Franziska Onasch, Anthony Killick, and Walter Herzog
The aim of this study was to determine the effects of pole length on energy cost and kinematics in cross country double poling. Seven sub-elite male athletes were tested using pole sets of different lengths (ranging between 77% and 98% of participants’ body height). Tests were conducted on a treadmill, set to a 2% incline and an approximate racing speed. Poling forces, contact times, and oxygen uptake were measured throughout the testing. Pole length was positively correlated with ground contact time (r = .57, p < .001) and negatively correlated with poling frequency (r = −.48, p = .003). Pole length was also positively correlated with pole recovery time and propulsive impulse produced per poling cycle (r = .36, p = .031; r = .35, p = .042, respectively). Oxygen uptake and pole length were negatively correlated (r = −.51, p = .004). This acute study shows that increasing pole length for double poling in sub-elite cross country skiers under the given conditions seems to change the poling mechanics in distinct ways, resulting in a more efficient poling action by decreasing an athlete’s metabolic cost.
Esther Suter, Walter Herzog, and Robert Bray
This study assessed muscle inhibition in patients with chronic anterior cruciate ligament (ACL) deficiency or ACL reconstruction. A series of protocols were tested for their effectiveness in increasing activity of the individual knee extensor muscles and decreasing muscle inhibition of the whole quadriceps group. Quadriceps muscle inhibition was measured by superimposing an electrical twitch onto the quadriceps muscle during a maximal voluntary knee extension. The level of activation of the individual knee extensor and knee flexor muscles was assessed via electromyography (EMG). Patients with ACL pathologies showed strength deficits and muscle inhibition in the knee extensors of the involved leg and the contralateral leg. Muscle inhibition was statistically significantly greater in ACL-deficient patients compared to ACL-reconstructed patients. When a knee extension was performed in combination with a hip extension, there was a significant increase, p < 0.05, in activation of the vastus medialis and vastus lateralis muscles compared to isolated knee extension. The use of an anti-shear device, designed to help stabilize the ACL-deficient knee, resulted in increased inhibition in the quadriceps muscle. Furthermore, a relatively more complete activation of the vasti compared to the rectus femoris was achieved during a fatiguing isometric contraction. Based on the results of this study, it is concluded that performing knee extension in combination with hip extension, or performing fatiguing knee extensor contractions, may be more effective in fully activating the vasti muscles than an isolated knee extensor contraction. Training interventions are needed to establish whether these exercise protocols are more effective than traditional rehabilitation approaches in decreasing muscle inhibition and achieving better functional recovery, including equal muscle strength in the injured and the contralateral leg.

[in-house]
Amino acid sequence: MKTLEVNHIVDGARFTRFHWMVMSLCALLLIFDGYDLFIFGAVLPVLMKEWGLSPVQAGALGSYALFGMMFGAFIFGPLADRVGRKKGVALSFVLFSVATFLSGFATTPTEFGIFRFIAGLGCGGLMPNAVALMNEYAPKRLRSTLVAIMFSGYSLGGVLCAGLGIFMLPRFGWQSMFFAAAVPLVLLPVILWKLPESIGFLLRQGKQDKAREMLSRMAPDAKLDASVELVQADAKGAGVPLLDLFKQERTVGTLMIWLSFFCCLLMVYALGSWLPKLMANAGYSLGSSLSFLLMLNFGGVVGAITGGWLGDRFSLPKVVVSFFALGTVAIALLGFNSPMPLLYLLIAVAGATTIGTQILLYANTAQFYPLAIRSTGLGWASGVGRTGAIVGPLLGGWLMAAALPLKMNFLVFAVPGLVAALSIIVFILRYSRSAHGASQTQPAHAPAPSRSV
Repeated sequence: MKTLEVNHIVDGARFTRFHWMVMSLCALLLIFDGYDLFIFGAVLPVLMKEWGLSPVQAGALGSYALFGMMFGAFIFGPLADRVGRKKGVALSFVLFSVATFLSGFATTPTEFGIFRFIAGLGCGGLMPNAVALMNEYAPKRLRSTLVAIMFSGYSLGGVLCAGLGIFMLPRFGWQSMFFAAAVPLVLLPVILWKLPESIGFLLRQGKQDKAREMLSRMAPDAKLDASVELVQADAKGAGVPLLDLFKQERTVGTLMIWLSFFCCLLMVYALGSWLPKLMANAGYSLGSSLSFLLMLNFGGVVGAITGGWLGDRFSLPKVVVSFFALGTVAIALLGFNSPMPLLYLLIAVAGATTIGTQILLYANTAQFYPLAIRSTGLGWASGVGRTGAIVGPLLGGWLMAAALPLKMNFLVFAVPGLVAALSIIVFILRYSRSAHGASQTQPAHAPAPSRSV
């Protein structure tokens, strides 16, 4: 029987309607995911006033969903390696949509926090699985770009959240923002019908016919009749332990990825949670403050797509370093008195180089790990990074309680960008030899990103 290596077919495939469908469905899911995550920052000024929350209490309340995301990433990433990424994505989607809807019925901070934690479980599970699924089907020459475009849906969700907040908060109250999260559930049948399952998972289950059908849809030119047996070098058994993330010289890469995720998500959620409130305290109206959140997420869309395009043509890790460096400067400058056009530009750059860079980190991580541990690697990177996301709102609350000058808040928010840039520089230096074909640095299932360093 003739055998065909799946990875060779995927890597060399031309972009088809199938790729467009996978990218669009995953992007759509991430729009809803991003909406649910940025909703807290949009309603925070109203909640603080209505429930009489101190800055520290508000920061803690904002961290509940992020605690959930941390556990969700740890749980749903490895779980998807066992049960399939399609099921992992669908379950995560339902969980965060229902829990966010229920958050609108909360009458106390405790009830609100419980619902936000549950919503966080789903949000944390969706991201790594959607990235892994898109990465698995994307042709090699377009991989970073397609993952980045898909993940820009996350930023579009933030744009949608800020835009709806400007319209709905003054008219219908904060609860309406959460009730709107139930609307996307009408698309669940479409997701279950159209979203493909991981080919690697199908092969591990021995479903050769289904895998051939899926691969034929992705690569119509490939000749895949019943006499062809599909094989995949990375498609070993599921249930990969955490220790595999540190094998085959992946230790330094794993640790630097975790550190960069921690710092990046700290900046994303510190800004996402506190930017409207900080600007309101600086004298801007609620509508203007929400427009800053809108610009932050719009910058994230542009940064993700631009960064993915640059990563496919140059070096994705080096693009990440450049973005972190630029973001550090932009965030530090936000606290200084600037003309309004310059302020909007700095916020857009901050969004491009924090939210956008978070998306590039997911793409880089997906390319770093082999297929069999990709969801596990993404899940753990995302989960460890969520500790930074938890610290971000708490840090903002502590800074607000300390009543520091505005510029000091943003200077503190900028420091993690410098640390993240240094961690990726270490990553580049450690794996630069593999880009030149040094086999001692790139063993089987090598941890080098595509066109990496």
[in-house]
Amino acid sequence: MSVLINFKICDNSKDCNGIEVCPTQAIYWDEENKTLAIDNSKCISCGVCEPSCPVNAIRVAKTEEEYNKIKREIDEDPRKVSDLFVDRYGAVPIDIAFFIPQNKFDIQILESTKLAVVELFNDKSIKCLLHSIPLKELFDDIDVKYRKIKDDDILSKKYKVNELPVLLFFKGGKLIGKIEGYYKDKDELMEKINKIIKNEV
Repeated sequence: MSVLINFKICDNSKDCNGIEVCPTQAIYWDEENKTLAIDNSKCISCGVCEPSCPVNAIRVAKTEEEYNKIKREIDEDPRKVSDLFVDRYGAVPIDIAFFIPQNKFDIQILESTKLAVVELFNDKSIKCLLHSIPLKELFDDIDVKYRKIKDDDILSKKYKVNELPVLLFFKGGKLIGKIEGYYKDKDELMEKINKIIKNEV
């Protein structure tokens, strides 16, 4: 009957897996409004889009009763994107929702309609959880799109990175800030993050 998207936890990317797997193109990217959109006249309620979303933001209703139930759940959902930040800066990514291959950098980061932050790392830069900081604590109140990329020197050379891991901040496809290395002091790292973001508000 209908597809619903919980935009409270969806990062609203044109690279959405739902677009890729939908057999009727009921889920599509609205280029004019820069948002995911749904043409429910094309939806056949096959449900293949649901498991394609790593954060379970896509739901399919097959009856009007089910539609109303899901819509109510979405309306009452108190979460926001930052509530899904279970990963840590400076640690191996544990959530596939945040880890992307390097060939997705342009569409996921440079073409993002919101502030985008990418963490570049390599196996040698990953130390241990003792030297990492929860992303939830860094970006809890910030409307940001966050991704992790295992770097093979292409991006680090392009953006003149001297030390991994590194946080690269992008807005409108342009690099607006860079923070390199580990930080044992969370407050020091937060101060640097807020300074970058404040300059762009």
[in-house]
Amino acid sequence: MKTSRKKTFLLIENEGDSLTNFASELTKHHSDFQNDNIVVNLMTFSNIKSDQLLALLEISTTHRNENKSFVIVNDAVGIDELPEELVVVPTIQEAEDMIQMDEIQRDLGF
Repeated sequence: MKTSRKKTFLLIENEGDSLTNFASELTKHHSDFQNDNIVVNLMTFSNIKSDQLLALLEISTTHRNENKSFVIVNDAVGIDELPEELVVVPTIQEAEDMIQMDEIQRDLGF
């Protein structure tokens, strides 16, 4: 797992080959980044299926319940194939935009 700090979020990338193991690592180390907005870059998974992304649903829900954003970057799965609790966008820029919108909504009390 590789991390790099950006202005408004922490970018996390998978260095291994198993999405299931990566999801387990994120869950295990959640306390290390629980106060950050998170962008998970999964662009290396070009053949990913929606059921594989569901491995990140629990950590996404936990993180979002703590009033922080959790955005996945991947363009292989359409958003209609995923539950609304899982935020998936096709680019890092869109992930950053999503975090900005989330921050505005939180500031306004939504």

Walter Herzog, Timothy Koh, Evelyne Hasler, and Tim Leonard
We hypothesize that the neuromuscular system is designed to function effectively in accomplishing everyday movement tasks. Since everyday movement tasks may vary substantially in terms of speed and resistance, we speculate that agonistic muscles contribute differently to varying movement tasks such that the mechanical, structural, and physiological properties of the system are optimized at all times. We further hypothesize that a mechanical perturbation to the musculoskeletal system, such as the loss of an important joint ligament or the change of a muscle’s line of action, causes an adaptation of the system aimed at reestablishing effective function. Here. we demonstrate how the specificity of the cat ankle extensors is used to accommodate different locomotor tasks. We then illustrate how the loss of an important ligament in the cat knee leads to neuromuscular adaptation. Finally, we discuss the adaptability of skeletal muscle following an intervention that changes a muscle’s line of action, moment arm, and excursion.